After Western-funded candidates failed to unseat incumbent Belarusian President Alexander Lukashenko in the March 19 elections, the U.S. and the European Union have intensified a campaign to isolate the country’s government.

On April 10, the European Union slapped a travel ban on 30 officials, including Lukashenko, and threatened further measures. The U.S. has vowed similar action.

Belarusian officials denounced the moves as a rejection of people’s “right to live in their own country with their own wits, not with someone else’s,” and called the EU’s actions “uncivilized.”

The incumbent won 82.6 percent in a four-way race, while his closest opponent, Alexander Milinkevich, received only 6 percent. Western countries, including the U.S., said that the elections were flawed and accused Belarusian authorities of vote-rigging. But 30,000 domestic monitors called the elections “free and fair,” as well as the vast majority of hundreds of foreign observers.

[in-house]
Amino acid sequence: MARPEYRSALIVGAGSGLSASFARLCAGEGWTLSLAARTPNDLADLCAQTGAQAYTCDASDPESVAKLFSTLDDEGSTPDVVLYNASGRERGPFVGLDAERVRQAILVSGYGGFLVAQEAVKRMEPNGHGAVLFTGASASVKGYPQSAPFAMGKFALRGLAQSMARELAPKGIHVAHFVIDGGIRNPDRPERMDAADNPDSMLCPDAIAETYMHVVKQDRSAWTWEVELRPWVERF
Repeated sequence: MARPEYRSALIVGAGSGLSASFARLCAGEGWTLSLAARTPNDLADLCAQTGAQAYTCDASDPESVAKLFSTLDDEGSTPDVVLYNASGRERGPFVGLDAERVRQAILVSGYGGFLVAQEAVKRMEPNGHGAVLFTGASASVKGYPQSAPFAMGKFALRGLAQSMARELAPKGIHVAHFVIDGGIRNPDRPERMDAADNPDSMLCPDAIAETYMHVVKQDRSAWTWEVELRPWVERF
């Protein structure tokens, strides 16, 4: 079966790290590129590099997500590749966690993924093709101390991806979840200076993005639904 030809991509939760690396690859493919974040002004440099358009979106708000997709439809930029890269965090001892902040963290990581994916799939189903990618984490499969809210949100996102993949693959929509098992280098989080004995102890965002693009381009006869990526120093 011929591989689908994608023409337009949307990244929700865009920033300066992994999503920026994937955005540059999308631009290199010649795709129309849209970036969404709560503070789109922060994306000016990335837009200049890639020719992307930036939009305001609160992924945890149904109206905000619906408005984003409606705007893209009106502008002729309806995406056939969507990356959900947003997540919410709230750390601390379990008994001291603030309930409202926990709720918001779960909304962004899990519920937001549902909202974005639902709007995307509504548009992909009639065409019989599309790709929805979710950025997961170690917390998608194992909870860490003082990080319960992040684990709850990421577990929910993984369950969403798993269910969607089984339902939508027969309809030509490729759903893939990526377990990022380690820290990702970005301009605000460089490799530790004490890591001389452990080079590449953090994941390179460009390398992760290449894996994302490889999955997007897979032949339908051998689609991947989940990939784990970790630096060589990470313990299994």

Lukashenko’s popularity, which is acknowledged even by his Western critics, stems from his role in combating corruption and helping to ensure that Belarus not fall into the poverty that has engulfed other parts of the former Soviet Union. He has fought to preserve social programs and to retain public ownership of big enterprises, for example.

His resistance to privatization, as well as his alliance with Russia, is the primary reason the U.S. and Europe wanted to unseat him, several observers said.

“Get busy with restoring order in your own countries,” Lukashenko said at his inauguration, clearly aiming his comments at the West. “Belarus has a robust immune system. Your clumsy attempts to plant the virus of revolution have produced the reverse effect.”

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